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Myth and Madness: Sea god rises to the cause of Marine Protected Areas in Canada

  • Published on Apr 30 2008 |
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Ottawa - The Roman God Neptune will rise from the sea today and arrive at the eternal flame on Parliament Hill at 11 a.m. to dramatically express his desire that our federal leaders protect his threatened home.

With Neptune at her side, Sabine Jessen, CPAWS\' national oceans program manager, will release a major report highlighting the 15-year delay in creating Ottawa\'s promised network of marine protected areas on all three coastlines and in the Great Lakes. Canada has committed under the International Convention on Biological Diversity to establishing a comprehensive network of marine protected areas by 2012.

"We are so far from meeting the 2012 target that we desperately need a hero to make up for lost time," says Jessen. With less than 1 percent of Canadian waters protected, Canada ranks 70th in the world in marine protection. Overfishing and climate change lead the pack of problems facing Canadian waters.

"We need Stephen Harper and Loyola Hearn and John Baird to grab their own tridents and move to save our oceans. Canadian waters are in trouble and Neptune can\'t restore what we have lost. It\'s a tragedy - we\'ve lost cod in the Atlantic and salmon in the Pacific. The orca whales on the Pacific Coast and belugas in the St. Lawrence are among the most polluted marine mammals on the planet. We need to restore and safeguard the faltering health of Canada\'s marine ecosystems," adds Jessen.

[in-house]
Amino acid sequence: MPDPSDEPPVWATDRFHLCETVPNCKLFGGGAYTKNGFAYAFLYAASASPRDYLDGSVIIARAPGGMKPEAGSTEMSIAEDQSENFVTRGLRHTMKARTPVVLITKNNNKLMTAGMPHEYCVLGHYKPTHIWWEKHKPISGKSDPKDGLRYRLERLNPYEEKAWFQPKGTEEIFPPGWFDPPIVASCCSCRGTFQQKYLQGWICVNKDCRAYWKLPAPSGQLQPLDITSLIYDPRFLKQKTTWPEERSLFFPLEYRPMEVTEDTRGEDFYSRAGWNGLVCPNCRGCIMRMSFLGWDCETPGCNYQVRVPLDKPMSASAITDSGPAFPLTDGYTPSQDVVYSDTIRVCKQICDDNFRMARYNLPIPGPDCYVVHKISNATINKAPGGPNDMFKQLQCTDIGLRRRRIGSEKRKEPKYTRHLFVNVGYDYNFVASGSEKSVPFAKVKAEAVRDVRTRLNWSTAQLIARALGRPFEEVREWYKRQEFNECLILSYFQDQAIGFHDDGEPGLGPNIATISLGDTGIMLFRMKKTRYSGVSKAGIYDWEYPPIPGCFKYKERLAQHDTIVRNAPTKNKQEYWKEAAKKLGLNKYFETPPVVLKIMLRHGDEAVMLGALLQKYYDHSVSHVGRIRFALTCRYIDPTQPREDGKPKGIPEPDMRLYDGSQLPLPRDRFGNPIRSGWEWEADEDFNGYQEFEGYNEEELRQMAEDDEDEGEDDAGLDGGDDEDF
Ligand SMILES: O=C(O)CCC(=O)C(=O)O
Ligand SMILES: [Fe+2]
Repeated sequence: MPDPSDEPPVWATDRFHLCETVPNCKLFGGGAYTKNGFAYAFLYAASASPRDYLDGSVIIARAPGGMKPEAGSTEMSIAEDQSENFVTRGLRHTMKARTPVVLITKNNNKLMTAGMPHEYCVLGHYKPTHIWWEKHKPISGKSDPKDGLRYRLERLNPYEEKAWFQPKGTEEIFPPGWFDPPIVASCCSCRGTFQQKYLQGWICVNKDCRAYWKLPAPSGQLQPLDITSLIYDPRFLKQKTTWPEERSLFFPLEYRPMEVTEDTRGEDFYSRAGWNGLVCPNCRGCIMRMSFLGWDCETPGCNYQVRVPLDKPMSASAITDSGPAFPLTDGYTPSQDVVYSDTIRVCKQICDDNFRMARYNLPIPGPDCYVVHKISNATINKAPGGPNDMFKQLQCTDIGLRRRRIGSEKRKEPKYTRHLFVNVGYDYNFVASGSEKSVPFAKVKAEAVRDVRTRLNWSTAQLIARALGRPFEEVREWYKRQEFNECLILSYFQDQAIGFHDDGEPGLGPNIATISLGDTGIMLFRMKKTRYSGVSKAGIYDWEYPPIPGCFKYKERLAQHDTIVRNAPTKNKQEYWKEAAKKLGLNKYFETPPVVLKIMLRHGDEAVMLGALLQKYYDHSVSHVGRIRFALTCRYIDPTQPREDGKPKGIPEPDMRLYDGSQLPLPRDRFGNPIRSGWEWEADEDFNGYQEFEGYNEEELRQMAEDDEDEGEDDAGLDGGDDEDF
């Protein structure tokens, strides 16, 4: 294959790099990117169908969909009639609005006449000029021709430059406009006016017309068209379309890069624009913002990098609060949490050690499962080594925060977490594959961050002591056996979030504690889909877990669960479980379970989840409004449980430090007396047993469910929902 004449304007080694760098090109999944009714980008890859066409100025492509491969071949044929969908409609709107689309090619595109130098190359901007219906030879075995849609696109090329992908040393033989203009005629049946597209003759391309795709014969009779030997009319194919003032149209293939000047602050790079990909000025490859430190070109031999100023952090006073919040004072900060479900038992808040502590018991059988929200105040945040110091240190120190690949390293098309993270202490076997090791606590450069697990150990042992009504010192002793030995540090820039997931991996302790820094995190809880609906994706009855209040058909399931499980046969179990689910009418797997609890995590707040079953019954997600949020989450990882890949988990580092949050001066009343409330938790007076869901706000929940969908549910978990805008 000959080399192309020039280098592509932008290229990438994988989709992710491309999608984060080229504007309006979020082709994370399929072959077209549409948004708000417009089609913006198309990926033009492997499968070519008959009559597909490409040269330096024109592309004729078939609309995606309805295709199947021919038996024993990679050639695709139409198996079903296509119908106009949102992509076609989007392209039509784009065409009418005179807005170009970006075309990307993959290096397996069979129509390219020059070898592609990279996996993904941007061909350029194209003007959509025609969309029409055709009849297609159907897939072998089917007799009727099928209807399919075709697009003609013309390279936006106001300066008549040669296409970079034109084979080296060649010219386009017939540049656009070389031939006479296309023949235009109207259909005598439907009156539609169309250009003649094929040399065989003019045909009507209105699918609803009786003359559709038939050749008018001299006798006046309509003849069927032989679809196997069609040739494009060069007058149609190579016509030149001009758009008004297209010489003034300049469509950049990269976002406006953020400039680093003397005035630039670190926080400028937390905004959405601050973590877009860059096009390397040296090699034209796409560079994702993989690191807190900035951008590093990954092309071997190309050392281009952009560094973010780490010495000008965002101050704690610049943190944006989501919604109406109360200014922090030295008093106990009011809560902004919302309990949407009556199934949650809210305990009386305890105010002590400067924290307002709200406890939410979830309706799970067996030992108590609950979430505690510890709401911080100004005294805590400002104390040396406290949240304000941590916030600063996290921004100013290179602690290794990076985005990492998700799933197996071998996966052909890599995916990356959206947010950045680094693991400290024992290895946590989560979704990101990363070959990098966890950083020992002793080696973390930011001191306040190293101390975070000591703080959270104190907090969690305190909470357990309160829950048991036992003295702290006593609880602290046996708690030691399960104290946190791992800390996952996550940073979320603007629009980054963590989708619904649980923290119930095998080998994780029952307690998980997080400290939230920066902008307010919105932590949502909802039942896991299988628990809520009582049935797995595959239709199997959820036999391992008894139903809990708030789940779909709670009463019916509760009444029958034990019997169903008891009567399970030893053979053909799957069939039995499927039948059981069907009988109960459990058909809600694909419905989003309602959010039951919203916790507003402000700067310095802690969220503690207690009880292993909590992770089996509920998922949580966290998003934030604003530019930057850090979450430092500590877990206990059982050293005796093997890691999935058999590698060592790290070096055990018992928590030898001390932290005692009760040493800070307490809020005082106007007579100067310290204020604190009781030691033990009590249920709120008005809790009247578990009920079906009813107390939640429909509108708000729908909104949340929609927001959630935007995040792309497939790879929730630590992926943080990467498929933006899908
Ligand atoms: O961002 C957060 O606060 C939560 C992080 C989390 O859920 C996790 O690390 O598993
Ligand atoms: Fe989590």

Neptune\'s ancient trident, with powers to both create and destroy marine worlds, exudes great responsibility – much like the responsibility facing our federal government. Canada has the longest coastline in the world and 20 percent of the world\'s freshwater. Our responsibility for marine health is global, not just domestic. 

"Our report shows that we have a hodge-podge approach to marine conservation in Canada, without any clear vision or plan," explains Jessen. "We can\'t wait another 15 years for our national network of marine protected areas to be established.

" This government took a couple of big steps recently by advancing a protected area in northern Lake Superior last year and finalizing one around a BC underwater mountain chain called the Bowie Seamount earlier this month. This is a great start," says Jessen.

CPAWS is calling on the federal government to finally make oceans and marine conservation a priority, starting with finalizing protection for four longstanding candidate marine protected areas: Gwaii Haanas, Tarium Naryutait, Igaliqtuug and Manicouagan Peninsula.

"Worldwide, scientists say our oceans are at a "tipping point". Canada needs to stop teetering on our own protection. It is our great privilege, as Canadians, to be global caretakers of such a magnificent resource and collection of marine wonders. We need to take that responsibility seriously and become global leaders on oceans."

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Contacts:

Sabine Jessen: National Manager, Oceans and Great Freshwater Lakes program, CPAWS

604-657-2813 (cell)

Jill Sturdy: CPAWS National Outreach Coordinator (613) 276-7226 (cell) or Ellen Adelberg (613) 569-7226 x 234

www.cpaws.org